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Moving disks new New Server


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Hello:

 

I would like as many details as possible about moving the disks, already in use by StableBit Drivepool to a new server (new perm home for them).

 

I recall, from a few years ago, reading that when moving the disks to a new server, just plug them in and DrivePool will see them just fine.

 

* What "Pool" will it see?  Does it create a new one automagically, or do I create one and add them to that new pool?

* If adding them to a new pool, how does duplicated files work when adding 15 disks from a previous pool?

 

I have duplicated, sometimes 4x, files I'd like to move over.

 

I have about 15 drives, upgrading to a new system and 4 NEW additional drives to add to the pool.

 

One reason I picked DrivePool was the direct-access (via hidden folders though) to the files, in the event of a pool/OS failure (or if I wanted to move to Linux or whatever).

 

Thank you!

 

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Specifically, the StableBit DrivePool service looks for the disks connected to the system.  If it finds the pool folder structure on the disks ("PoolPart.xxxx" folders), it will identify the disk as part of a pool, and attempt to rebuild the pool automatically (or "automagically", as you've said). 

 

Depending on how old the pool is ... it may handling things slightly different. Namely, in the case of multiple pools.

 

 

But either way, it should automatically recreate the pool with the disks it can find, it will be assigned a new drive letter (randomly, as per normal), and it will recheck the duplication status of the pool (which is stored ON the pooled drives), and reduplicate data as needed.  However, any balancing settings and file placement rules are not retained.

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Excellent!  That's what I thought.  Just 1 large pool.

 

And you nailed the 2nd part, the settings... 

 

Currently I am only able to setup the "Balancing Settings" by clicking on the pool itself and adjusting.  This leads me to believe the pool has to exist first.  So...

 

Q1: If settings can only be adjusted on existing pools, doesn't that mean I can't setup my balancers before hand?  

 

Q2: Is there a way to prevent balancing of a pool until I can get in and adjust the balancers?

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Nope, there is no way to set them up beforehand.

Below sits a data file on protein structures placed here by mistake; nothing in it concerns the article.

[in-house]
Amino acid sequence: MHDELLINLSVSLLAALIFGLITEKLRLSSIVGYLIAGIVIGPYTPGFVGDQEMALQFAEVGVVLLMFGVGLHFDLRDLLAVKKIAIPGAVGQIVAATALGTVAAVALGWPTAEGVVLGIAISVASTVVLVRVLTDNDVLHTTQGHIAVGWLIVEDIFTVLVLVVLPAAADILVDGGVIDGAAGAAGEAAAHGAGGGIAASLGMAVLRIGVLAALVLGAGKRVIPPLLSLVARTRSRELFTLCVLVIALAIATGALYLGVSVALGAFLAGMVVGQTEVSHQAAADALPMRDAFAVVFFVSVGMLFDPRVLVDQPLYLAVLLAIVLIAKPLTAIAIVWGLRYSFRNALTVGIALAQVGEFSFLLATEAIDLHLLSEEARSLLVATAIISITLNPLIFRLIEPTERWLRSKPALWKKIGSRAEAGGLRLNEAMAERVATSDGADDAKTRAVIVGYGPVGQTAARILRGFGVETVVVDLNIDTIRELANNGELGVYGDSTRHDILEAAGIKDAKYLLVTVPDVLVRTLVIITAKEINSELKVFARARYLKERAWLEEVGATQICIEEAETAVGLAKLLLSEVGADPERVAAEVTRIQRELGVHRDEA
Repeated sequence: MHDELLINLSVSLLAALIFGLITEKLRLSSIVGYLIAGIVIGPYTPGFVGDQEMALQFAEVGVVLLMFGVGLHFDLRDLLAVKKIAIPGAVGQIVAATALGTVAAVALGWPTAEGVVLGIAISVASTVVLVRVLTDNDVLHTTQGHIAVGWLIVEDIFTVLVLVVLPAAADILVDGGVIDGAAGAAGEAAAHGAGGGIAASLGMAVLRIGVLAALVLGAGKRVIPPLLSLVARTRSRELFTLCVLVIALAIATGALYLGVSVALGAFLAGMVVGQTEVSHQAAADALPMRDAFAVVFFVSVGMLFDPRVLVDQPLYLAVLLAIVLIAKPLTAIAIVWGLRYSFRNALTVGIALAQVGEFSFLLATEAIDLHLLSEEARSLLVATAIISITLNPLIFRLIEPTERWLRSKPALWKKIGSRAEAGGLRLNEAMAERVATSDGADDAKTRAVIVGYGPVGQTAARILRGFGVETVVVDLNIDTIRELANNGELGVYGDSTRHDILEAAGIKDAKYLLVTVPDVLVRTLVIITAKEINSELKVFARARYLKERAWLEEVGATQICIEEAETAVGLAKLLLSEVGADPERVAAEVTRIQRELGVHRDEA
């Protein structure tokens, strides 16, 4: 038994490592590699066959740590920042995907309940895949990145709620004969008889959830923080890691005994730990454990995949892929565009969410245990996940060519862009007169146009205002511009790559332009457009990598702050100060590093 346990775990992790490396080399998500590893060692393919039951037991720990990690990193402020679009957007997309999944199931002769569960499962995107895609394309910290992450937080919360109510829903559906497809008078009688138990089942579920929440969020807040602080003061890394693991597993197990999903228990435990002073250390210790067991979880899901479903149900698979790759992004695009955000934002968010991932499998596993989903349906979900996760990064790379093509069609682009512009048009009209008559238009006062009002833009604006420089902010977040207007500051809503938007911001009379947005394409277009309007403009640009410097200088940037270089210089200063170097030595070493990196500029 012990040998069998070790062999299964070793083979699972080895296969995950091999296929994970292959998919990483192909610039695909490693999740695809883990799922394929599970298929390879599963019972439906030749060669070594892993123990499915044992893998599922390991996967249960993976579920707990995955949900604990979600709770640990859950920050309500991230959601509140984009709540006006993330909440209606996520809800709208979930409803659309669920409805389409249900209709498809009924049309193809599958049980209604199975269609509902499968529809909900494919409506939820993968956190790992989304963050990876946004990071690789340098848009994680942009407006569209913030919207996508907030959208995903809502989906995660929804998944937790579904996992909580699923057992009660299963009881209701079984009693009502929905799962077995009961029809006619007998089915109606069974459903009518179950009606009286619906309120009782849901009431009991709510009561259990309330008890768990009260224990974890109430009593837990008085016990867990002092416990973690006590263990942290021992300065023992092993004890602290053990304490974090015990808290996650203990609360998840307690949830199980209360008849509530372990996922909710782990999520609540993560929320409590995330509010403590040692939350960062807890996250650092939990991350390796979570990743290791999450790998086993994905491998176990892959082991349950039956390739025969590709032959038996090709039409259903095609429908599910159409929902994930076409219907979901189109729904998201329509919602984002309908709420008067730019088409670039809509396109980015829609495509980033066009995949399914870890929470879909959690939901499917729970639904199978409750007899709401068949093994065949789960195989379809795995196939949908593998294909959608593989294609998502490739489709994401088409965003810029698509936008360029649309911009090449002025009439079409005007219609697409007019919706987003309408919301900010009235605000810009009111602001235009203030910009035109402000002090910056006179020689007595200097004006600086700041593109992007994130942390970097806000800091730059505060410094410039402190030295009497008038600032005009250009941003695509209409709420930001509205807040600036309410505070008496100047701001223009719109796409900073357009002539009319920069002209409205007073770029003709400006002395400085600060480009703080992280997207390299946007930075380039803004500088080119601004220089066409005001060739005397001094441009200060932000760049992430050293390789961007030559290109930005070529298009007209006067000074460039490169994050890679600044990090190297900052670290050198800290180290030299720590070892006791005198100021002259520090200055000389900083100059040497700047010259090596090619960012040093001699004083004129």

Specifically, balancing is handled per pool, and there is no global settings for them (yet). 

 

 

And there is no good way around this.

 

 

However, that said, depending on the setup and how full your disks are, this shouldn't adversely affect the pool, as it may not move any files around.

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However, that said, depending on the setup and how full your disks are, this shouldn't adversely affect the pool, as it may not move any files around.

 

Thanks for the reply!

 

19 TB across 7 disks

Custom "thresholds" and primary drives to use over other drives.

519 GB Unduplicated, 18.4 TB Duplicated (some folders set to 3x and 4x duplication)

Custom duplication settings to ensure a physical file exists on different HDDs.

All drives filled to ~95% (hence, the upgrade to a bigger chassis, more HDDs, etc).

 

I'm mostly concerned with the 3x and 4x duplication of files.  Does the Pool keep track of this in the metadata?  So, it knows:

 

1) that I asked for this folder/file to be duplicated 4x.

and 2) does it know where each file is (so no reduplication occurs).  

 

I'd imagine so.  :)

 

And a good bit more "tweaks."  So, the default settings may not match this and start moving.  THough, there isn't a lot of room to actually move anything!

 

I'll just install the software, shutdown, attach the disks, boot up and setup the balancers as fast as I can to match what I had (or what I'll like going forward).  

 

After things settle down, I'll then introduce the new drives into the pool.  

 

Thanks!

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Well, duplication settings are stored as hidden NTFS metadata that we read.  When you measure the pool (this will happen automatically on a new system), or when the files are read, it will check the duplication status vs what the Pool driver actually found.  if there is a discrepancy, it will trigger a duplication pass, and reduplicate the files as needed (making additional copies or deleting "extra" copies).